Did you know there are newborn screening tests for cystic fibrosis? Every baby is screened, but it’s not always that simple.
Our first son was born three weeks early, but he was healthy. Our second son, Easton, was born (early again), but healthy -- or so we thought. A few days after our discharge from the hospital, we received a phone call from his pediatrician’s office. I don’t remember exactly what was said because I froze. We were at a local photographer’s studio having his newborn pictures taken when the nurse called. She informed me that his newborn screening showed he was a carrier of a gene that can cause cystic fibrosis. However, he would need further testing to either rule out or confirm a cystic fibrosis diagnosis.
After multiple phone calls with numerous people to coordinate schedules, our newborn was scheduled for a sweat test. A sweat test measures the amount of chloride in the sweat and is considered the gold standard for diagnosing cystic fibrosis.
We arrived at the closest cystic fibrosis center for Easton’s sweat test appointment and were informed that we would receive same-day results. The sweat test itself is a painless test, but it was very time consuming and emotionally exhausting for us as parents. After Easton’s sweat had been collected, it was time for us to relax (if that is such a thing) while waiting for the results. The genetic counselor informed us we would be paged as soon as she received the results from the lab; they were hoping this would take about an hour.
With Easton comfortably sleeping in the stroller, my husband, Gerrad, and I headed to the cafeteria to grab some lunch while we waited. As soon as the pager lit up, we headed back upstairs preparing ourselves for the results we were about to receive.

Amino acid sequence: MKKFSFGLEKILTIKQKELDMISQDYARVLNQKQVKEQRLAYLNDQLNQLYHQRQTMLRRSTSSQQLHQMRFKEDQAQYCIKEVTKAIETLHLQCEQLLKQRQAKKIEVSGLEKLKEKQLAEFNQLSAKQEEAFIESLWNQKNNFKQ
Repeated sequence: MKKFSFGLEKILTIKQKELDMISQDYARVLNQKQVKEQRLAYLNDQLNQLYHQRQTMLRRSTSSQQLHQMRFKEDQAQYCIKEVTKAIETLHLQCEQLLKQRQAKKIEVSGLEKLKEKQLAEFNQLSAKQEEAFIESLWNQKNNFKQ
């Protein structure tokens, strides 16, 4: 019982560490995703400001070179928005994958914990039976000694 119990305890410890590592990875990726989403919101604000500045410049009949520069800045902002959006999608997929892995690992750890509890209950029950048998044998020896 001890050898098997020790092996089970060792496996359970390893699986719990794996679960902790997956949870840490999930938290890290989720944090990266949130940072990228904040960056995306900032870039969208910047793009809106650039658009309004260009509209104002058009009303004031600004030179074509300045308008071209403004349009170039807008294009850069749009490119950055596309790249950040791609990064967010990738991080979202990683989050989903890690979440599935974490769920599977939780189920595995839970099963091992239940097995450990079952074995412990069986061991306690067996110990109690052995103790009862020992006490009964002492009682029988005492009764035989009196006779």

Sitting down with the genetic counselor was terrifying. Here we were, about to find out if our newborn baby, who seemed to be nothing but healthy, had a life-changing genetic disease. Before spilling Easton’s results, she reviewed with us a scale of numbers, explaining to us where a cystic fibrosis diagnosis would fall. She explained to us that a sweat chloride number less than 30 typically means a cystic fibrosis diagnosis is unlikely; a number between 30 and 59, a CF diagnosis is possible; and anything measuring greater than 60, a CF diagnosis is likely. Easton’s sweat chloride was in that gray area where a CF diagnosis is possible.
After an emotionally exhausting day, we left the clinic without ruling out or confirming a diagnosis. The pulmonologist suggested we schedule another sweat test for Easton in 1-2 months. He explained there are reasons why sweat chloride could be elevated unrelated to cystic fibrosis and that is why another test would be performed.
Being the impatient new mom and wanting to know how I could best help my newborn baby, I scheduled the next sweat test for one month after the first. Gerrad, Easton, and I arrived at the clinic feeling confident we would get answers on that day, however, Easton’s sweat chloride levels remained the same as his previous test. To say we were disappointed is an understatement. As much as we hoped and prayed for our baby to not have CF, we had pits in our stomachs that our newborn baby was going to be diagnosed with CF. Leaving with no results, again, was defeating. We just wanted to know if there was anything we should be doing for him.
The pediatric pulmonologist working with Easton ordered a blood DNA test to be completed so they could determine if Easton had any other CF-causing gene mutations. We knew he had one mutation due to the newborn screening results. I was adamant that we go to the lab on that day of his second sweat test and have blood drawn. Gerrad and I were informed that a blood DNA test is something that needs to be preauthorized by your insurance company prior to having the blood drawn.